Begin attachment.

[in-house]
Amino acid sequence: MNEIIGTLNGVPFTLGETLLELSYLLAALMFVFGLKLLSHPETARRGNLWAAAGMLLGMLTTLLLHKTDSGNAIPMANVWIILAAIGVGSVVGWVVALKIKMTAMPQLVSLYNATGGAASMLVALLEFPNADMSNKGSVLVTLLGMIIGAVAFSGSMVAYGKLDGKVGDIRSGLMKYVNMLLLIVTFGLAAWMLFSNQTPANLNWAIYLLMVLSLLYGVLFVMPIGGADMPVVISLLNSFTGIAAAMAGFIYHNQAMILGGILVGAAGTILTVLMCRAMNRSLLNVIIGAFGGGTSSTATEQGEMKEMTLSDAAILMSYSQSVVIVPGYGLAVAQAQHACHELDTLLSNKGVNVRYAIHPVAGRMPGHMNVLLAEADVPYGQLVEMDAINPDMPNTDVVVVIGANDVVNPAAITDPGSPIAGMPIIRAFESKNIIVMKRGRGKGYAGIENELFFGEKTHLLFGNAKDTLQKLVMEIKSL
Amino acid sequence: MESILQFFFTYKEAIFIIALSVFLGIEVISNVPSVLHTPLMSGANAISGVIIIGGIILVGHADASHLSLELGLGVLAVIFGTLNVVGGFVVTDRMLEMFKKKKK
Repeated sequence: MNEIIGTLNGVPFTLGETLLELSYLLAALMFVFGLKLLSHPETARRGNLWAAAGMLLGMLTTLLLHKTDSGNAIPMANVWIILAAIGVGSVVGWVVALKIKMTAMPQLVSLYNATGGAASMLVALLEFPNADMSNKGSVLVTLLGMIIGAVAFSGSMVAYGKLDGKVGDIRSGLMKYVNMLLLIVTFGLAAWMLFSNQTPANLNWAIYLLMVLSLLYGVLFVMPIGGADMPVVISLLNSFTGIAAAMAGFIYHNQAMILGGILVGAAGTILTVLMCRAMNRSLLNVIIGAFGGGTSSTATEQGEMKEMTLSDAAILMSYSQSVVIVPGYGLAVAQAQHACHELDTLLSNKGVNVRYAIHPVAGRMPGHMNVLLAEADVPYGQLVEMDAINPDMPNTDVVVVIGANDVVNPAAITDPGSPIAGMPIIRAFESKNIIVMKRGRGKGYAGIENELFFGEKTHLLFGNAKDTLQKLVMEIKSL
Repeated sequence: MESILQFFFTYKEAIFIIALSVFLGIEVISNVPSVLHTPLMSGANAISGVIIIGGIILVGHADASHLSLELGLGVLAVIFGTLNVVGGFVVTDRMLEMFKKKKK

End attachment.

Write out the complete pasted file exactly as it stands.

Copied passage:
[in-house]
Amino acid sequence: MNEIIGTLNGVPFTLGETLLELSYLLAALMFVFGLKLLSHPETARRGNLWAAAGMLLGMLTTLLLHKTDSGNAIPMANVWIILAAIGVGSVVGWVVALKIKMTAMPQLVSLYNATGGAASMLVALLEFPNADMSNKGSVLVTLLGMIIGAVAFSGSMVAYGKLDGKVGDIRSGLMKYVNMLLLIVTFGLAAWMLFSNQTPANLNWAIYLLMVLSLLYGVLFVMPIGGADMPVVISLLNSFTGIAAAMAGFIYHNQAMILGGILVGAAGTILTVLMCRAMNRSLLNVIIGAFGGGTSSTATEQGEMKEMTLSDAAILMSYSQSVVIVPGYGLAVAQAQHACHELDTLLSNKGVNVRYAIHPVAGRMPGHMNVLLAEADVPYGQLVEMDAINPDMPNTDVVVVIGANDVVNPAAITDPGSPIAGMPIIRAFESKNIIVMKRGRGKGYAGIENELFFGEKTHLLFGNAKDTLQKLVMEIKSL
Amino acid sequence: MESILQFFFTYKEAIFIIALSVFLGIEVISNVPSVLHTPLMSGANAISGVIIIGGIILVGHADASHLSLELGLGVLAVIFGTLNVVGGFVVTDRMLEMFKKKKK
Repeated sequence: MNEIIGTLNGVPFTLGETLLELSYLLAALMFVFGLKLLSHPETARRGNLWAAAGMLLGMLTTLLLHKTDSGNAIPMANVWIILAAIGVGSVVGWVVALKIKMTAMPQLVSLYNATGGAASMLVALLEFPNADMSNKGSVLVTLLGMIIGAVAFSGSMVAYGKLDGKVGDIRSGLMKYVNMLLLIVTFGLAAWMLFSNQTPANLNWAIYLLMVLSLLYGVLFVMPIGGADMPVVISLLNSFTGIAAAMAGFIYHNQAMILGGILVGAAGTILTVLMCRAMNRSLLNVIIGAFGGGTSSTATEQGEMKEMTLSDAAILMSYSQSVVIVPGYGLAVAQAQHACHELDTLLSNKGVNVRYAIHPVAGRMPGHMNVLLAEADVPYGQLVEMDAINPDMPNTDVVVVIGANDVVNPAAITDPGSPIAGMPIIRAFESKNIIVMKRGRGKGYAGIENELFFGEKTHLLFGNAKDTLQKLVMEIKSL
Repeated sequence: MESILQFFFTYKEAIFIIALSVFLGIEVISNVPSVLHTPLMSGANAISGVIIIGGIILVGHADASHLSLELGLGVLAVIFGTLNVVGGFVVTDRMLEMFKKKKK